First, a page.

Summer is here, and more than a few people would like to come visit and stay awhile if you live in Paris, London, LA, Chicago or New York City, or have a country house almost anywhere. Here are my rules for perfect house guests.

The dollar may be stronger against the euro, but free rent is still cheaper. Besides, staying with friends feels better than staying in a hotel. Whom would ou trust to steer you to the right places — a friend or a concièrge? Your friend has only your interests at heart when he recommends a restaurant (and possibly a desire to get you out of her hair for a couple of hours) while it is possible that the concièrge gets a free meal or a pourboire from the resto for his pains.

Houseguests can be wonderful when they know and really understand the rules. If you hear the least bit of hesitation in your host’s voice when asking whether or not you may stay, move right on — not right in — and try someone else. If you have enough friends, you are sure to catch one in a weak moment or at least on a second bottle of wine.

One of my friends loves having guests. I accuse Judy of running a hotel, but attribute her being the hostess with the mostest to the fact she was in the Foreign Service and was stationed in some hardship posts where she was delighted to have company and had hot and cold running staff to look after them.

She’s left the government, but has a large house and works in an office. When her working day is done, it’s done. She’s trained her guests to shop for and prepare dinner or, better yet, make reservations. It always seems right to me that the person who makes the reservation should call for the check — and pay it.

Judy leaves for the office before people are up and the refrigerator is stocked with the essentials for breakfast. As I do, she takes the initial order for what they want before they arrive and stocks coffee, tea, milk (regular, low-fat, and the list goes on), juices, fruit, breads and expects them to restock their own special brand of organic Swiss muesli.

Unfortunately (or not) I work at home and my guest room is command central. I try to minimize the clutter but lights blink non-stop in my office/den and extra sleeping area. Guests may be on vacation but I’m not. Access to my work area is appreciated by 10 a.m. and no, I can’t take a three-hour-long lunch. Nor do I want to see The Eiffel Tower at midnight.

Guests don’t need to feel that pots and pans and dishes will break if they look at them cross-eyed. No one likes to return home to a sink filled with dirty utensils, and please don’t use the excuse, “I wasn’t sure how you like to load the dishwasher.” Load it carefully, run it when it’s full, and please (if you’re staying with me), unload it and put the dishes, glasses and silverware where they belong.

Unless you’re in the boondocks without a car, find a grocery store, a place to buy wine and liquor and go all out and spoil your host(s) with flowers, unless there are so many in the garden they’d be redundant. It’s OK to deadhead the roses and cut some and put them in vases inside the house.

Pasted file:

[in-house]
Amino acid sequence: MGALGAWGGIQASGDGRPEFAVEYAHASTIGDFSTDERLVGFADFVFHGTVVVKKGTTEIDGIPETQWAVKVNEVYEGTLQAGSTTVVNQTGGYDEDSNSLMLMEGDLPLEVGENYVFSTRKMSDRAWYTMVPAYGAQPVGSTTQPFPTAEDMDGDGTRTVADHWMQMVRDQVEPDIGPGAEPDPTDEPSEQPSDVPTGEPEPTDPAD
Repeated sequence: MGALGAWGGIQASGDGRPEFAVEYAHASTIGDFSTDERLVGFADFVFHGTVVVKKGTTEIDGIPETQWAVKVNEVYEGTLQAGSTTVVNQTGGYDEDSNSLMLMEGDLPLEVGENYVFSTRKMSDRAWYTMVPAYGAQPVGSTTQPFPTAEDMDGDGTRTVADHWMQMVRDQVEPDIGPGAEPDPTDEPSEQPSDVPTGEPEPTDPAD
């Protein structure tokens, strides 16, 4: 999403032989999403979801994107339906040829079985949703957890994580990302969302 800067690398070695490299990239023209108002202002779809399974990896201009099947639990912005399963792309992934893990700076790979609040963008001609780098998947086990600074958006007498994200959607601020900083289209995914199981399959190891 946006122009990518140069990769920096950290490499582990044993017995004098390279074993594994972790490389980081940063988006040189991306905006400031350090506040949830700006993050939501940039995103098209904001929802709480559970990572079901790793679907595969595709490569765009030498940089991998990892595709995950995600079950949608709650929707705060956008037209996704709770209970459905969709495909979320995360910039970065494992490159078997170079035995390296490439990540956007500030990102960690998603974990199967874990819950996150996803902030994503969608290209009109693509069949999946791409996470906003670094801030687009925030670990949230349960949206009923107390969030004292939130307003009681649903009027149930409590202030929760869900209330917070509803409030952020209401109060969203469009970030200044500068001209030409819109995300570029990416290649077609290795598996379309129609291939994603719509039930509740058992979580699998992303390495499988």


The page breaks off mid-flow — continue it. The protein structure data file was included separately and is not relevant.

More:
Bathroom etiquette: If you’re staying in a Paris apartment, chances are pretty good that bathrooms are at a premium. A WC is not a library and please don’t plan on making it one unless you’re home alone. Do pick up your towels and please show others courtesy. To be upfront, the toilet brush is there to be used, and please don’t leave the toilet seat up.

Bedroom etiquette: I don’t want to get personal but unless your room is separated from the living quarters, please make your bed in the morning, pick up your clothes and try to keep the room in order.

Paris apartments tend to be small so your mess becomes visible to others. If that other is I, color me cranky. Do not feel it’s offensive to strip the bed when you’re leaving. Place your sheets and used towels in a pillowcase. If there’s a spread, make up the bed (sans sheets) until there’s time for someone else to do it — usually in preparation for the next guest.

My son and daughter-in-law have a shoes off rule in their house. I’ve adopted it and keep a basket by the front door since I hate seeing shoes strewn everywhere.  Some adults may be taken aback, and if they’re coming to my once-a-year dressy dinner party, they may wear shoes. But the reality is that floors tend to creak when a building is more than 120 years old as is my Paris apartment. No one loves hearing footsteps above them or finding shoe polish on their upholstery.

A friend of mine asked me to compile a do’s and don’ts guide for people who rent her country home. Clearly it wasn’t the same you’d send to guests. But come to think of it, I may just write one specifically to friends and (some very recent) acquaintances.

It would save a lot of time. I wouldn’t need to explain about converter plugs, please don’t bring your U.S. voltage curling iron or the fuses will blow and, yes, I have 220 voltage hairdryers in each of the bathrooms.

Some people love staying with others. Unfortunately, I don’t happen to be one of them because I feel as if I have to wash the kitchen floor, paint the ceiling, and take out the trash before the wastebasket is full.

And since when I’m the guest, I feel it’s my responsibility to pay for dinner. After one go-around as a houseguest, I calculated that it cost more to be a guest than if we’d stayed in the town’s hotel. Plus, I feel terribly embarrassed asking whether or not someone has Wi-Fi since Bonjour Paris isn’t a 9 a.m. to 5 p.m. job. If it were, I could take a real vacation!  What a nice thought… er, fantasy.

Please add any tips or thoughts you might have for being a good host.  Ditto for being the perfect house guest!

Karen Fawcett is president of Bonjour Paris